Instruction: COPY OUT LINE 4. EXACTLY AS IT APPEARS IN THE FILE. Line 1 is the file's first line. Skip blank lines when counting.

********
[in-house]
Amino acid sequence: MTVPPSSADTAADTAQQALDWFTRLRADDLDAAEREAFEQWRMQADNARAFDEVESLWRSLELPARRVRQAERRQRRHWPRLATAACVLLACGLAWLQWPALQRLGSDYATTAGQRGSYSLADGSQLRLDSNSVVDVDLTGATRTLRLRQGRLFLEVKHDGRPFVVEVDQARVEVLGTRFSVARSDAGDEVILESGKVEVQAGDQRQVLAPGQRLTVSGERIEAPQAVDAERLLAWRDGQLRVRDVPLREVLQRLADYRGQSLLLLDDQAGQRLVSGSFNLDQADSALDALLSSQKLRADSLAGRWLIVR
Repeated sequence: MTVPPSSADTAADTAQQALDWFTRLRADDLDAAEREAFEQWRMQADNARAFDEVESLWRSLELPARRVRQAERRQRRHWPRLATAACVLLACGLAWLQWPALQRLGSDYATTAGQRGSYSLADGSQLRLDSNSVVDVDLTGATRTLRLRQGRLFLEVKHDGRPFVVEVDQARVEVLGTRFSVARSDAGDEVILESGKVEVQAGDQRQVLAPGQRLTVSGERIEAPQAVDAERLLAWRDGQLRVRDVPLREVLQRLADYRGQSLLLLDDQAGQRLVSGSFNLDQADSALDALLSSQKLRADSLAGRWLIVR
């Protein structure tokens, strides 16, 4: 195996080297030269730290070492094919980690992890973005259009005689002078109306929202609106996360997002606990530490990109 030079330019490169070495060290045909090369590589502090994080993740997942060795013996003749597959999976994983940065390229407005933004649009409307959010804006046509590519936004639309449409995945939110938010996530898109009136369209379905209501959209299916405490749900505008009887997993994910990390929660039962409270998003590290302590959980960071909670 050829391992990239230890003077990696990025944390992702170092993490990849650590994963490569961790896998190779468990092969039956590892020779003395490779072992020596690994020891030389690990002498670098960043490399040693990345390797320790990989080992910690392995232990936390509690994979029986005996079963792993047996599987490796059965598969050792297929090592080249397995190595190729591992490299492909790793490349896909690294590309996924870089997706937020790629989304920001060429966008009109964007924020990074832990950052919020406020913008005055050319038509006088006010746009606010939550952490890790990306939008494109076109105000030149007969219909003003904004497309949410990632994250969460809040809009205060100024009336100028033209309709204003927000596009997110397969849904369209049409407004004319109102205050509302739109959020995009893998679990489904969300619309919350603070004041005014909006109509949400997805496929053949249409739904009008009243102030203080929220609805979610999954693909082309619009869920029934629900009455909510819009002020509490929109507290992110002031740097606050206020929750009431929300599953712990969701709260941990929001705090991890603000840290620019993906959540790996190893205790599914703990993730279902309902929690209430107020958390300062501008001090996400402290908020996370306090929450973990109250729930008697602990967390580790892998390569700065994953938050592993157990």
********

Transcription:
């Protein structure tokens, strides 16, 4: 195996080297030269730290070492094919980690992890973005259009005689002078109306929202609106996360997002606990530490990109 030079330019490169070495060290045909090369590589502090994080993740997942060795013996003749597959999976994983940065390229407005933004649009409307959010804006046509590519936004639309449409995945939110938010996530898109009136369209379905209501959209299916405490749900505008009887997993994910990390929660039962409270998003590290302590959980960071909670 050829391992990239230890003077990696990025944390992702170092993490990849650590994963490569961790896998190779468990092969039956590892020779003395490779072992020596690994020891030389690990002498670098960043490399040693990345390797320790990989080992910690392995232990936390509690994979029986005996079963792993047996599987490796059965598969050792297929090592080249397995190595190729591992490299492909790793490349896909690294590309996924870089997706937020790629989304920001060429966008009109964007924020990074832990950052919020406020913008005055050319038509006088006010746009606010939550952490890790990306939008494109076109105000030149007969219909003003904004497309949410990632994250969460809040809009205060100024009336100028033209309709204003927000596009997110397969849904369209049409407004004319109102205050509302739109959020995009893998679990489904969300619309919350603070004041005014909006109509949400997805496929053949249409739904009008009243102030203080929220609805979610999954693909082309619009869920029934629900009455909510819009002020509490929109507290992110002031740097606050206020929750009431929300599953712990969701709260941990929001705090991890603000840290620019993906959540790996190893205790599914703990993730279902309902929690209430107020958390300062501008001090996400402290908020996370306090929450973990109250729930008697602990967390580790892998390569700065994953938050592993157990």